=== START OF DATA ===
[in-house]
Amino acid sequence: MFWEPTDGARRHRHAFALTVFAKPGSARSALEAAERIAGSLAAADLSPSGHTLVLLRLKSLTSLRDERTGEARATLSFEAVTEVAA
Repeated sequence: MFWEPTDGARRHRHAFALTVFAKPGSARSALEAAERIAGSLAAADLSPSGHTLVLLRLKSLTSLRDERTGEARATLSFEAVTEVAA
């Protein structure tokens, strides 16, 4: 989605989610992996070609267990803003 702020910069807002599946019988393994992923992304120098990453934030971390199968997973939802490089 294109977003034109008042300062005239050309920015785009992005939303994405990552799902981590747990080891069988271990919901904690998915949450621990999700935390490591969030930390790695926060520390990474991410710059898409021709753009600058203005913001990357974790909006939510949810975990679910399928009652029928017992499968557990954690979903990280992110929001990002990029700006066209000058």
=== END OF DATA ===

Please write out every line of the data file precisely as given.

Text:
[in-house]
Amino acid sequence: MFWEPTDGARRHRHAFALTVFAKPGSARSALEAAERIAGSLAAADLSPSGHTLVLLRLKSLTSLRDERTGEARATLSFEAVTEVAA
Repeated sequence: MFWEPTDGARRHRHAFALTVFAKPGSARSALEAAERIAGSLAAADLSPSGHTLVLLRLKSLTSLRDERTGEARATLSFEAVTEVAA
């Protein structure tokens, strides 16, 4: 989605989610992996070609267990803003 702020910069807002599946019988393994992923992304120098990453934030971390199968997973939802490089 294109977003034109008042300062005239050309920015785009992005939303994405990552799902981590747990080891069988271990919901904690998915949450621990999700935390490591969030930390790695926060520390990474991410710059898409021709753009600058203005913001990357974790909006939510949810975990679910399928009652029928017992499968557990954690979903990280992110929001990002990029700006066209000058």